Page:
Why all the adjustment now? The chains' sales have dipped before, but there was no rush to respond to customer pressures in the past from Abercrombie. It turns out that the impending changes in the stores reflects a hard won victory in the boardroom for activist investors who were finally fed up with Abercrombie CEO Mike Jeffries' autocratic management style. Essentially, since he took control of the company, he has personally dictated nearly every detail of the stores' operations and merchandising. His likes captured the target market's attention at the beginning, but like any group of consumers, they eventually moved to other, newer, shinier things. Jeffries resisted any major changes in strategy, and shrugged off complaints that became high-profile public issues ranging from sizing to diversity in hiring, much to the concern of stockholders who saw their once unstoppable stock holdings decrease in value in the face of competition from the H&Ms and Forever 21s of the world. Finally, the board stripped Jeffries of his chairmanship and has forced him to name presidents for both chains as well as a new CEO for the company that is not himself. Jeffries was almost pushed out altogether until he negotiated a truce last month with the main activist investor, Engaged Capital LLC, resulting in his demotion and the naming of four independent members to the company's board.

What all of these boardroom battles have resulted in is what is expected to be a noticeably different atmosphere in Abercrombie and Hollister stores over the coming months. Do you like those beefcake pictures on the walls? Take a long look, because they are headed for the dumpster. Shoppers can expect to see smaller logos, a larger size range and generally freshened up product offerings in the coming seasons —and they will actually be able to see them since brighter lighting is a major part of the store makeover plan. All of these changes at Abercrombie and Hollister are long overdue, but we have to admit that we will miss the idea of having an analog of a gay discothèque in every mall in America. The question that remains is: Now that the stores' tired attributes are being jettisoned, will they be replaced with anything exciting enough that will bring those free-spending teens back through their doors?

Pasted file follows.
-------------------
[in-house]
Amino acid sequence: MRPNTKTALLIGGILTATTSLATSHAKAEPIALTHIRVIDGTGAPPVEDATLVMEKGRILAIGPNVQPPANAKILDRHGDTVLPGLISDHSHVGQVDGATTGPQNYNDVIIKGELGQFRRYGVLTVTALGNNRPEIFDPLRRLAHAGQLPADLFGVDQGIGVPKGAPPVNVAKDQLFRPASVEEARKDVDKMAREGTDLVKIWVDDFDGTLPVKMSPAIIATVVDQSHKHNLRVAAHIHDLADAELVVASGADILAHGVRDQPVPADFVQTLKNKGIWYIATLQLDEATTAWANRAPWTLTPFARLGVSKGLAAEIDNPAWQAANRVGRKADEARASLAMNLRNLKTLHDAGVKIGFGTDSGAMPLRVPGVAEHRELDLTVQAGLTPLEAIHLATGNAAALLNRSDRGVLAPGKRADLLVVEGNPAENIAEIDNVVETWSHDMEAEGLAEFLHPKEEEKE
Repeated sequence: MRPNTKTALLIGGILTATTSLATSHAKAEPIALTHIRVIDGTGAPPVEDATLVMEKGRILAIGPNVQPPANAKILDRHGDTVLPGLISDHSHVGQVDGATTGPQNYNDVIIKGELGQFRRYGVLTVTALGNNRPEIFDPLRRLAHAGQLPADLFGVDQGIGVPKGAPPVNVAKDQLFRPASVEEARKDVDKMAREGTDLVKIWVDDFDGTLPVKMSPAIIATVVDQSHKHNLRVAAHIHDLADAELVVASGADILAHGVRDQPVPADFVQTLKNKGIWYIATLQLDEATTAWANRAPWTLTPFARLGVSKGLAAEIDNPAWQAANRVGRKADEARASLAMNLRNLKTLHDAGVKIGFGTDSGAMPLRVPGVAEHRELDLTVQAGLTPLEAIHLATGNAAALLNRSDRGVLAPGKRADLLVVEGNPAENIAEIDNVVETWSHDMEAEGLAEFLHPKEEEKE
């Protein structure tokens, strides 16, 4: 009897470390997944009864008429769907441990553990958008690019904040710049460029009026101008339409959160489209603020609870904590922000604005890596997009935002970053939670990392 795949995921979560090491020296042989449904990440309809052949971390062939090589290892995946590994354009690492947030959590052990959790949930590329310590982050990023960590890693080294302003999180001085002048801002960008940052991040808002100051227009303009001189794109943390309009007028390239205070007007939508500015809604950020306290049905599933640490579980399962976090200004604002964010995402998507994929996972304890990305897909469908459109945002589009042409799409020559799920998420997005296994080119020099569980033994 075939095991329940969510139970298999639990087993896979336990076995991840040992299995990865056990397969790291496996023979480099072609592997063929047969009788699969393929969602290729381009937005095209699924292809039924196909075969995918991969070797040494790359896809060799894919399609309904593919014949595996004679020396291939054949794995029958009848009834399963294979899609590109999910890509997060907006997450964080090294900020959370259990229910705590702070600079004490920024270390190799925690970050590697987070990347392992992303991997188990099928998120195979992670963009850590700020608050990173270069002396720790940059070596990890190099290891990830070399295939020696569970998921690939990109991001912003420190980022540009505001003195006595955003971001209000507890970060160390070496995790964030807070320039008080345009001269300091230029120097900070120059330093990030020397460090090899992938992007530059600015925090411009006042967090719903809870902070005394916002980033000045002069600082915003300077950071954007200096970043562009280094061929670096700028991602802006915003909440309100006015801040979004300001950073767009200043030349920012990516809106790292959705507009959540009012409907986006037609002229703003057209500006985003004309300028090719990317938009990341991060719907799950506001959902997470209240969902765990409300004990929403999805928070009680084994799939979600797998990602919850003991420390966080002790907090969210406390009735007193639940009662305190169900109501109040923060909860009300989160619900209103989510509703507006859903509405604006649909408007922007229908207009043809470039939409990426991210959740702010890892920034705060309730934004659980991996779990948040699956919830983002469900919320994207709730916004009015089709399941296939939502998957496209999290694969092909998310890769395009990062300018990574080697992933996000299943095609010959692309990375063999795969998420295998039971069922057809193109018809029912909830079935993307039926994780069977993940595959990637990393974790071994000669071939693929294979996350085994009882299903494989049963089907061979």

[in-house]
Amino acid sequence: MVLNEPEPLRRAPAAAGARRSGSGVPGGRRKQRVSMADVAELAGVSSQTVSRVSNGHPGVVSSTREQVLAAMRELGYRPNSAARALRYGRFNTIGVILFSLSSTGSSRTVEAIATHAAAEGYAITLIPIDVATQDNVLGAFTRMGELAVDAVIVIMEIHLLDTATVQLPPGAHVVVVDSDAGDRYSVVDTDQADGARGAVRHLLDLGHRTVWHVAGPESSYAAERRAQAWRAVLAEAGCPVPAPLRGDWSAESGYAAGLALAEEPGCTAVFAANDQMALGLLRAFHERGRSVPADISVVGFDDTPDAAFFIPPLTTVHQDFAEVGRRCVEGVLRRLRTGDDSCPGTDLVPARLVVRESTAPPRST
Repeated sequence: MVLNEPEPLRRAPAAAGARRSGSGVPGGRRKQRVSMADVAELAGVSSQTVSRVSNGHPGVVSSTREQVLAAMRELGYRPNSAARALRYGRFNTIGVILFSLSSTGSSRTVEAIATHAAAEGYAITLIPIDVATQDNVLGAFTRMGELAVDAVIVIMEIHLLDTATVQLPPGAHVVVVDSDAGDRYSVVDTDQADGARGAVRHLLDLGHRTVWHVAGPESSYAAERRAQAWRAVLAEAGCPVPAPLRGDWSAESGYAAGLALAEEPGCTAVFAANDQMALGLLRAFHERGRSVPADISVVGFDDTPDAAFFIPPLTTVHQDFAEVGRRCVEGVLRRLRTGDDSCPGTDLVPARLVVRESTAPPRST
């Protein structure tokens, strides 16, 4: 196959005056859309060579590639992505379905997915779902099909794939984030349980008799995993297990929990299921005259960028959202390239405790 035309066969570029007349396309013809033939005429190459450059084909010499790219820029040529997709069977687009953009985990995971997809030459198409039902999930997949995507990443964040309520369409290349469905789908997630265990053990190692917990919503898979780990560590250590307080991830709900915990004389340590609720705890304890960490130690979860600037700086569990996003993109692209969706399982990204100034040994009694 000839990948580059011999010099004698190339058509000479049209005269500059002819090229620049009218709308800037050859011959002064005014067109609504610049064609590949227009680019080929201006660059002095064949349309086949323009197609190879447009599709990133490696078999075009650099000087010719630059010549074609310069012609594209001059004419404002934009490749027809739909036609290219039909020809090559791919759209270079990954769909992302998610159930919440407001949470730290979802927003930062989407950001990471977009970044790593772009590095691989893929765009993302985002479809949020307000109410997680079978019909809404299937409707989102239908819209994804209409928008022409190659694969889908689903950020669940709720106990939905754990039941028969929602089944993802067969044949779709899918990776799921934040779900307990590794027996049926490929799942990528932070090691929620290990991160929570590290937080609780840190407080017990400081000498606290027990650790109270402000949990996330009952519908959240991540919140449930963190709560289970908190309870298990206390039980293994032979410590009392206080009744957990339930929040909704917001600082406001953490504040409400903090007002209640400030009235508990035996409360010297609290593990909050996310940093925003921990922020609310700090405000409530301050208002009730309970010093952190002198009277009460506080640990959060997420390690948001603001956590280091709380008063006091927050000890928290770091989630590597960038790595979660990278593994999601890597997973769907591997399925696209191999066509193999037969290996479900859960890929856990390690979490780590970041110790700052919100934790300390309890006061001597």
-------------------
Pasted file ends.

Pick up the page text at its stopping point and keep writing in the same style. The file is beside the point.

Abercrombie Tones Down Nightclub Vibe to Win Back Teens By Lindsey Rupp (Bloomberg via The Cut)
What, No Drink Tickets?: Abercrombie & Fitch (5.12.2006)


Jil Sander Out At Jil Sander

JilSanderPeterLindberghIt's a surprise, but really not, because it has already happened twice before.
In a Groudhog Day-esque scenario, designer Jil Sander has once again left the company that bears her name,
For the third time.
"Personal reasons" have been cited as the reason for her departure.

We have heard this story before, of course. The Spring 2014 collection she showed last month, only her third after returning again in February 2012, will be her last under her namesake label. The next line will be designed by her current design team. Though it was a surprise that she returned to the brand at all, she was instrumental in stabilizing it after the acclaimed, previous creative director, Raf Simons left to join Christian Dior. Ms. Sander memorably left the label for the first time six months after selling 75% of the brand to Prada in 1999 among rumors of strong disagreements between the designer and her new bosses. She returned after a few poorly received seasons under creative director Milan Vukmirovic, and then, after successfully redirecting the company, departed once again in 2004 for eight years during which she memorably created a hugely popular, affordably priced collaboration collection with Uniqlo called +J. That line was abruptly discontinued shortly before it was announced she would return to the Jil Sander label early last year. While the label has released an appreciative statement regarding the designer's contributions, there is no immediate word on a successor. Ms. Sander will turn 70 next month, and it is possible that she may just be ready to retire. A notoriously private person who started the brand 46 years ago, it's not out of character that she would want to avoid the kind of splashy farewell that other iconic designers have favored in recent years.

Jil Sander Departing Namesake Brand (WWD)